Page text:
Last Word: Q&A With William Demchak

The biggest banks are growing on the power of marketing and brand recognition, and everybody else is shrinking, says PNC Financial Services Group Chairman and CEO William Demchak.

Jack Milligan

*The following article appears in the second quarter 2024 edition of Bank Director magazine. It and other stories are available to magazine subscribers and members of Bank Director’s Bank Services Program. Learn more about subscribing here.

William “Bill” S. Demchak, the chairman and CEO of Pittsburgh-based PNC Financial Services Group, has been on the speaking circuit of late, talking about the changing competitive dynamics between large and small banks. Recently, he spoke with Editor-at-Large Jack Milligan about the importance of scale for an article on page 28. The interview has been edited for clarity and brevity.

Why does scale matter to PNC going forward?
I think if you’re not growing, you’re dying. But if you look at bank market share since the financial crisis, the very big banks, JPMorgan Chase & Co., Bank of America Corp. and even Wells Fargo & Co., have grown deposit share at a pace where they’re literally [creating] a PNC every five years. And if you move down through the chain, the only others that are growing deposits are those that have done acquisitions. Everybody else is shrinking. And it’s accelerated since [the failures of several banks in] March of 2023. A lot of banks putting up a good front have gone aggressively into brokered deposits and mixing deposits to gain additional insurance, which ultimately gives them higher funding costs.

Why are the very big banks growing? Their products relative to ours aren’t necessarily better. In some cases, they’re worse, but they’re ubiquitous. It’s brand recognition and the power of marketing, the old stuff. If somebody moved from New York to Pittsburgh 20 years ago, 10 years ago, they canceled their JPMorgan account and opened a PNC account. And now the attrition that you used to have from the natural movement of the population no longer exists. JPMorgan is building branches all over the place.

Becoming a global systemically important financial instituion used to be a scarlet letter. That benefits them now in terms of public perception.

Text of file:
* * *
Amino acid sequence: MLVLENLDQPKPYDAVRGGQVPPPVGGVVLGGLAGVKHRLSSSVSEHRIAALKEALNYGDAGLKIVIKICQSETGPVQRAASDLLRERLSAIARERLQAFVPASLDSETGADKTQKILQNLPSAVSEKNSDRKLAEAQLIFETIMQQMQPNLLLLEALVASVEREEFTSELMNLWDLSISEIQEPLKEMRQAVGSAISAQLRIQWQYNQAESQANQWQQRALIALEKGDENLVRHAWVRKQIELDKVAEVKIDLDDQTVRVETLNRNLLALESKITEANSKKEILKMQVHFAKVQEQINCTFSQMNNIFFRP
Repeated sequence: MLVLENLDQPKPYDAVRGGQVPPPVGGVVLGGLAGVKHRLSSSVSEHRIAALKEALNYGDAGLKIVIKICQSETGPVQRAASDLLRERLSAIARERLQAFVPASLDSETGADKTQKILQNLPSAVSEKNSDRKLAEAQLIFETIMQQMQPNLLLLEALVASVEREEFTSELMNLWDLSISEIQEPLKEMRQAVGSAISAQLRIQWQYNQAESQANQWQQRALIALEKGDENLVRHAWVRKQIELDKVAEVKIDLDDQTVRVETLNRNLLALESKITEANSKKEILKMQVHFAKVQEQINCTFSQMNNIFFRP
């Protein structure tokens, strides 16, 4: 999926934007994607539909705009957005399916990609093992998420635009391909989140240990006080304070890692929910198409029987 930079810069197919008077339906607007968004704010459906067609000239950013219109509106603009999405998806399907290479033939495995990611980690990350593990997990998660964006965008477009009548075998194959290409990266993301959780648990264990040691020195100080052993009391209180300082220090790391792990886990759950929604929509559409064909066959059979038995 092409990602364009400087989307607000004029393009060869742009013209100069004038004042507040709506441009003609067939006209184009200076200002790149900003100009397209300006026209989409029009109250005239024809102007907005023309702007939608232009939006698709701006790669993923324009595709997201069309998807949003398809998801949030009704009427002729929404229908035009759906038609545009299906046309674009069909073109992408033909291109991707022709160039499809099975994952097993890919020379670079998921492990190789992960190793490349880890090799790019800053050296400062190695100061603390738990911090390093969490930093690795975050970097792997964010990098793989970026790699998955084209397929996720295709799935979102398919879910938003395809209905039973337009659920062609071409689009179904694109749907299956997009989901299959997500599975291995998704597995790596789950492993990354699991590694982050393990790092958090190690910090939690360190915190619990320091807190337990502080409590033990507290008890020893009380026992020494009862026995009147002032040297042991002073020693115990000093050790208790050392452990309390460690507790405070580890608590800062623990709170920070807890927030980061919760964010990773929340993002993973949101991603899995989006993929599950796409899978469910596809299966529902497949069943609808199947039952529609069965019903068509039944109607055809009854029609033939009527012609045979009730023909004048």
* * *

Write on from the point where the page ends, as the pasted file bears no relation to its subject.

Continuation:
And then of course an important point is just the combination of tech spend but also cyber and fraud costs and the regulatory burden. Layer on that, whatever regulators come up with vis-a-vis Basel III, the cost burden gets larger. Scale helps you with that.

I take it that PNC will do an acquisition going forward if it makes sense?
Logic would suggest that as time progresses, smaller banks are going to struggle with the new cost burdens, both technology risk and deposit costs. We will do just fine, and we’re a natural consolidator if smaller banks look at their strategic plan and say, “I don’t know how to grow this place anymore.” But we’re not going to push. I just think that’s going to happen.

Did JPMorgan and Bank of America destabilize the regional bank market during the liquidity crisis because they were able to pull so much money away?
When CNBC and Bloomberg just kept flashing, “Regional banks down 5%,” for good or bad, we get thrown into a bucket called “regional bank” and we’re not differentiated from PacWest. I think that did as much damage as anything else.

Do you see a role for government in managing the consolidation of the industry?
Government should execute regulation while thinking about the impact on the long-term trendlines of the industry. Through the last financial crisis, government just wrecked the mortgage business inside of banking through regulation. And now, 78% of the mortgage business is outside the banking system. The regulators hate that because these nonbank mortgage players don’t have capital or liquidity to deal with foreclosures and modifications and so forth.

I think there’s going to be three types of banks longer term. One will be those that can compete coast to coast for U.S. clients. And I think personally, that’s probably a trillion-dollar balance sheet.

And some of the mid-tier banks, given the new cost burden, will underperform and go away. There are exceptions in the middle, specialists such as Capital One Financial Corp., with a very particular focus.

I think all the banks that couldn’t intelligently deploy the liquidity they generated when all the money was free go away. They got into receivables coming out of online lenders; they got into leasing. All the businesses that don’t own the customer, those banks go away. 

You go all the way down to the other side and you get to the privately held community banks. They lend locally because they know people. People stick with them because they trust them, and they operate in markets big banks don’t want to be in.


Jack Milligan


Jack Milligan is editor-at-large of Bank Director magazine, a position to which he brings over 40 years of experience in financial journalism organizations. Mr. Milligan directs Bank Director’s editorial coverage and leads its director training efforts. He has a master’s degree in Journalism from The Ohio State University.